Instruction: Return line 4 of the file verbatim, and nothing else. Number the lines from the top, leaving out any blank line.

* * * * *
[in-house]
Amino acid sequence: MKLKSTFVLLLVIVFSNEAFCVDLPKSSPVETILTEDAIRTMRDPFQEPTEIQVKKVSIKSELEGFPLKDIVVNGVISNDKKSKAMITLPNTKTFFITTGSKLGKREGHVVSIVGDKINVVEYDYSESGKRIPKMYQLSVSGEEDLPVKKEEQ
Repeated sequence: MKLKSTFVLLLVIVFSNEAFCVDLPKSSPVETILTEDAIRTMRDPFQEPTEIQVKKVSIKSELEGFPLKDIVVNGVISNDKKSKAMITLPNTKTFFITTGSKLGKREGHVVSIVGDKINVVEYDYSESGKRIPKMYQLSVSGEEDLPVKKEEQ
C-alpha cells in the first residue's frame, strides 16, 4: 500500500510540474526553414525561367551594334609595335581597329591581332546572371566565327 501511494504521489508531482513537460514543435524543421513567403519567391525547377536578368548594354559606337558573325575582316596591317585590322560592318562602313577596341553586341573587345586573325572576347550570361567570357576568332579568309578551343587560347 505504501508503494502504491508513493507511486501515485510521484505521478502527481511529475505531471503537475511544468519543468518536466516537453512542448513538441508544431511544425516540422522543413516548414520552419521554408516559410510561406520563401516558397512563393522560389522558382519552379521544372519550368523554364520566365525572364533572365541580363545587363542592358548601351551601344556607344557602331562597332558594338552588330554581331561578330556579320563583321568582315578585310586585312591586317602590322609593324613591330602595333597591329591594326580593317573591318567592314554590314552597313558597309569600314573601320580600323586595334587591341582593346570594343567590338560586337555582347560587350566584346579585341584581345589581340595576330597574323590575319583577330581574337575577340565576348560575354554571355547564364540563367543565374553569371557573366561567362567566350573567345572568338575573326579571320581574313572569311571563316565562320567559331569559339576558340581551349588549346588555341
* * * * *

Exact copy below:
C-alpha cells in the first residue's frame, strides 16, 4: 500500500510540474526553414525561367551594334609595335581597329591581332546572371566565327 501511494504521489508531482513537460514543435524543421513567403519567391525547377536578368548594354559606337558573325575582316596591317585590322560592318562602313577596341553586341573587345586573325572576347550570361567570357576568332579568309578551343587560347 505504501508503494502504491508513493507511486501515485510521484505521478502527481511529475505531471503537475511544468519543468518536466516537453512542448513538441508544431511544425516540422522543413516548414520552419521554408516559410510561406520563401516558397512563393522560389522558382519552379521544372519550368523554364520566365525572364533572365541580363545587363542592358548601351551601344556607344557602331562597332558594338552588330554581331561578330556579320563583321568582315578585310586585312591586317602590322609593324613591330602595333597591329591594326580593317573591318567592314554590314552597313558597309569600314573601320580600323586595334587591341582593346570594343567590338560586337555582347560587350566584346579585341584581345589581340595576330597574323590575319583577330581574337575577340565576348560575354554571355547564364540563367543565374553569371557573366561567362567566350573567345572568338575573326579571320581574313572569311571563316565562320567559331569559339576558340581551349588549346588555341